For the We Buy Houses® 2018 Housing Report, we asked 41 of our local real estate experts in 33 markets around the country about their sentiment regarding their local housing market for the coming year. Specifically, we asked 5 questions:
1) In 2018, will it be a SELLER’S or BUYER’S MARKET (or EVEN) in your area?
2) HOME PRICES – going up, down or about the same as 2017?
3) INVENTORY OF EXISTING HOMES FOR SALE – going up, down or about the same?
4) CONTRACTOR COST (LABOR) – going up, down or about the same?
5) MATERIAL COST – going up, down or about the same?
According to the local market real estate experts at We Buy Houses®, 2018 will continue to be a “Seller’s Market” in over 70% of suburban markets in the U.S., with slightly less than 10% predicting that it will a “Buyer’s Market” next year.
Home prices are expected to rise again in over 60% of U.S. markets, and expected to stay about the same in over 34%. Our experts expect there to be lower inventory in over 31% of local markets, with inventory increasing in only about 22% of markets next year.
Regarding the costs for renovation, We Buy Houses® local market representatives expect the cost of contractors (labor) to rise in 48% of markets and stay about the same in another 48% of our areas, leaving only a few percent of our markets in which cost of labor is expected to decrease. The cost of materials is expected to rise again in 49% of U.S. markets and stay about the same as last year in the other 51%. There were no respondents that expect material costs to decrease next year.
Conclusion: It’s a Seller’s Market again for most local markets in 2018. We Buy Houses® expects home prices to rise 4% to 8% in major suburban markets in 2018, with a median increase of 5.5% We expect the median price of homes to rise from $248,000 in December 2017 to $262,000 by the end of this year.
We Buy Houses® local market experts in the northeastern U.S. expect a Seller’s Market again with along with rising prices, with all other factors (housing inventory, cost of labor, cost of materials) being about the same as 2017. The “HOTTEST” We Buy Houses® market in the Northeast in 2018 is expected to be Washington, D.C.
In the southeastern markets, we expect a Seller’s Market with rising home prices and increasing cost of materials. Inventory will remain tight and cost of labor will be about the same as 2017. The Florida area was hit by hurricane Irma in 2017, which has contributed to an increase in material costs at the onset of 2018. The “HOTTEST” We Buy Houses® market in the Southeast in 2018 is expected to be Charlotte, N.C.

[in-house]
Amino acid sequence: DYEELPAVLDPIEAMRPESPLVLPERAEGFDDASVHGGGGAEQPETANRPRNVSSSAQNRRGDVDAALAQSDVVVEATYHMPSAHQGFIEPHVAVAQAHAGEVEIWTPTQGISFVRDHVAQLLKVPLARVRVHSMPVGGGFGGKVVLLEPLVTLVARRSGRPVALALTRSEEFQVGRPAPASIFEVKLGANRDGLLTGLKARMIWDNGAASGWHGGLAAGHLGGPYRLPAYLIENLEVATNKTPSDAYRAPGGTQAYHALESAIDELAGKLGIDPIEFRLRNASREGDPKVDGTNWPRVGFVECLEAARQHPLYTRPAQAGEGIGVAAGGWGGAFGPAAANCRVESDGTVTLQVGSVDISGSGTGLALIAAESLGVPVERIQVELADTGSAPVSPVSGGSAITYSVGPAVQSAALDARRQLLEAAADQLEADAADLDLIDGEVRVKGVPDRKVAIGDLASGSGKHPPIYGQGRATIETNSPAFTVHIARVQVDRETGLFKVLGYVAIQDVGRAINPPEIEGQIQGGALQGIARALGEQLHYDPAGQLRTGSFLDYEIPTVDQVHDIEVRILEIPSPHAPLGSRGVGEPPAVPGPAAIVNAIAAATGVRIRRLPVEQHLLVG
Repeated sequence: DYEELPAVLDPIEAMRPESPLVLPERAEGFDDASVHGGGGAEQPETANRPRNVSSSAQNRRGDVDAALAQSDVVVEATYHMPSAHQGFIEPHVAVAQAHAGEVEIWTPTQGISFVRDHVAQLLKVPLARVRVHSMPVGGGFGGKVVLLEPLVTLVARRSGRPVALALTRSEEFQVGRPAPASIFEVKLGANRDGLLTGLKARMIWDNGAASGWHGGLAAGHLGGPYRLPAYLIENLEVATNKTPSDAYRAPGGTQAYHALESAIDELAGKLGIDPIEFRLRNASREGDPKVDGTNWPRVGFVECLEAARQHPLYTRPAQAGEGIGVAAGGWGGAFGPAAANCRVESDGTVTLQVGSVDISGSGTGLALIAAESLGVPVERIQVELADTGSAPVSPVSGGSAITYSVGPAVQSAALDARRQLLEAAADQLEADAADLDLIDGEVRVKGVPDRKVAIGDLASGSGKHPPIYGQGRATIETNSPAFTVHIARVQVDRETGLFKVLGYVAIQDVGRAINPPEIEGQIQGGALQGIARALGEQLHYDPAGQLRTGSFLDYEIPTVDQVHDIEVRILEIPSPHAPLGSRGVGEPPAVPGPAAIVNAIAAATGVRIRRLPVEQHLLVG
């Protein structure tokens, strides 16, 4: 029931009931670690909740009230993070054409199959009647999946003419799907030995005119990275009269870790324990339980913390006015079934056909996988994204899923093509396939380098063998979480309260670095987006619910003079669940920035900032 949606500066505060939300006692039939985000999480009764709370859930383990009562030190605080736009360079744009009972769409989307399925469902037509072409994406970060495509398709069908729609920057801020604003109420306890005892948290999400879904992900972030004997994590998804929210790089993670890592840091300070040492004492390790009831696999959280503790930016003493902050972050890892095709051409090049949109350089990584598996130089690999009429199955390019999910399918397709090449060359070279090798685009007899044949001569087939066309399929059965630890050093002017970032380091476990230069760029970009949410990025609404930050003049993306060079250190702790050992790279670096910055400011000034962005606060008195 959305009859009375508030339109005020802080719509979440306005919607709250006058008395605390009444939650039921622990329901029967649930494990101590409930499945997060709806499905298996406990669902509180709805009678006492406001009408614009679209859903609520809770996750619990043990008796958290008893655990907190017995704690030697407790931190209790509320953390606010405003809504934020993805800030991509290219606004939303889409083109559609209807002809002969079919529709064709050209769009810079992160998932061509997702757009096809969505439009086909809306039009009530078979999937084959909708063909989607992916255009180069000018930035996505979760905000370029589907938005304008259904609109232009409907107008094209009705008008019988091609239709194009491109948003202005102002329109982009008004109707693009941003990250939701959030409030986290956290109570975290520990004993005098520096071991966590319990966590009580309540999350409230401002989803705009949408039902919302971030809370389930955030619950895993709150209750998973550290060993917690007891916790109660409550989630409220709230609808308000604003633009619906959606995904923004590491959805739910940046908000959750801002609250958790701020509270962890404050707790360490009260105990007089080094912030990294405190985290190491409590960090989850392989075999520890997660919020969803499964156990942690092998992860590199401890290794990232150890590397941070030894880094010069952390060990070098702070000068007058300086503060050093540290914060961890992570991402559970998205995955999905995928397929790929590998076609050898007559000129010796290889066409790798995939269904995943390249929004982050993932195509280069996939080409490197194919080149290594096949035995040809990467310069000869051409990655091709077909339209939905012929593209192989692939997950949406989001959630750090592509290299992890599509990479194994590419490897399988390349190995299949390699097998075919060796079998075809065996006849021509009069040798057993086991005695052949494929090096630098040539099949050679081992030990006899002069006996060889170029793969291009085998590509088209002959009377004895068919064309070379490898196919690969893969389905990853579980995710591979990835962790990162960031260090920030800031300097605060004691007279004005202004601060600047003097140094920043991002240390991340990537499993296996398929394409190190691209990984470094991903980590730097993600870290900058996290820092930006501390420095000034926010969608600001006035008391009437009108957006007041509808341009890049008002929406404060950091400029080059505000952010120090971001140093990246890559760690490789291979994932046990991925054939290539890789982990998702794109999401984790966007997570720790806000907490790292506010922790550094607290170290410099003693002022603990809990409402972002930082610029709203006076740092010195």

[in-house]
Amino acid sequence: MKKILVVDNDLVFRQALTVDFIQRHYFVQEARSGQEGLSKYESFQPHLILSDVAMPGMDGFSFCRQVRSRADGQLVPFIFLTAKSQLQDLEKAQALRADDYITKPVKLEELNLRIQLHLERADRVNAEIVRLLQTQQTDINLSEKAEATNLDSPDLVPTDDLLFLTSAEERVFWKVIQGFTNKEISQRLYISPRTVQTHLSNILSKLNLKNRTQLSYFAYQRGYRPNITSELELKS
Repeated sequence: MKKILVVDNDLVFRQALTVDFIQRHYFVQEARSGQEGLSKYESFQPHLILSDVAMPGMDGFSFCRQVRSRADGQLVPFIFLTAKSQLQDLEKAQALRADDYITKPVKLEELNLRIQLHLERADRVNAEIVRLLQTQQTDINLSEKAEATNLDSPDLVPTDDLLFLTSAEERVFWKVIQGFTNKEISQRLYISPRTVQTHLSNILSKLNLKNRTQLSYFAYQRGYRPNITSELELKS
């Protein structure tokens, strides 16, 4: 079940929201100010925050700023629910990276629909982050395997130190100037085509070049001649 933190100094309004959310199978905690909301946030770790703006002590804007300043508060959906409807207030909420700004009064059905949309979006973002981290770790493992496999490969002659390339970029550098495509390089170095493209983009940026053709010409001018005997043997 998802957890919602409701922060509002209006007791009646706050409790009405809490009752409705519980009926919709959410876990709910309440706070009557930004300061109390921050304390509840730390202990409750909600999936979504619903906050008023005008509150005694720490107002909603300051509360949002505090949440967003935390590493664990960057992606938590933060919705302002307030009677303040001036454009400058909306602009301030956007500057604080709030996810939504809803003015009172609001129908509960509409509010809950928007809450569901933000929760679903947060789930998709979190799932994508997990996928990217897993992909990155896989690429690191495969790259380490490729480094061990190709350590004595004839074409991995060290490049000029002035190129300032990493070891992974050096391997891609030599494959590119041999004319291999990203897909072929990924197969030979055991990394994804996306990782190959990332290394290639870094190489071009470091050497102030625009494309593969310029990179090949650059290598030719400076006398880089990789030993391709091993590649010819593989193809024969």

The southern region of the U.S. is likely the “hottest” of the four regions identified by We Buy Houses® and it will be a Seller’s Market in 2018. Our local market experts are expecting home prices to rise along with the cost of labor and materials, in part due to the residual effects of Hurricane Harvey in 2017. Inventory is expected to remain about the same as 2017, a year in which housing inventory in the South was very tight. The “HOTTEST” We Buy Houses® market in the South in 2018 is expected to be Memphis, TN. (However, Waco, TX emerged as one of the most attractive and productive markets in the We Buy Houses® system in 2017, perhaps due to the popularity the area has received from the HGTV show “Fixer Upper”).
The western U.S. is the most competitive region for our professional real estate investors and it will definitely be a Seller’s Market again in 2018. Prices in prime suburban markets in the west – such as San Diego, CA and Colorado Springs, CO – will continue to rise in 2018 as inventories remain very constrained. We expect the cost of labor and materials to be about the same as in 2017. The “HOTTEST” We Buy Houses® market in the West in 2018 is expected to be Seattle, WA.
PRESS: Materials available include local market infographics and local expert commentary for all 33 markets and the 4 regions. Our CEO, VP of Marketing, and local market experts are available for interviews, and high-resolution headshots are available as well.
FOR MORE INFORMATION: Contact We Buy Houses® at [email protected] or (817) 251-8296
THE WE BUY HOUSES® 2018 HOUSING MARKET REPORT (EXPANDED)
We asked these 5 questions of 41 local market experts in 33 local markets across the U.S.:
- What type of market will it be in your area next year?
- a seller’s market
- a buyer’s market
- or about even
- Do you expect home prices to…?
- Or be about the same as in 2017
- Are you expecting the available inventory of investment properties to…?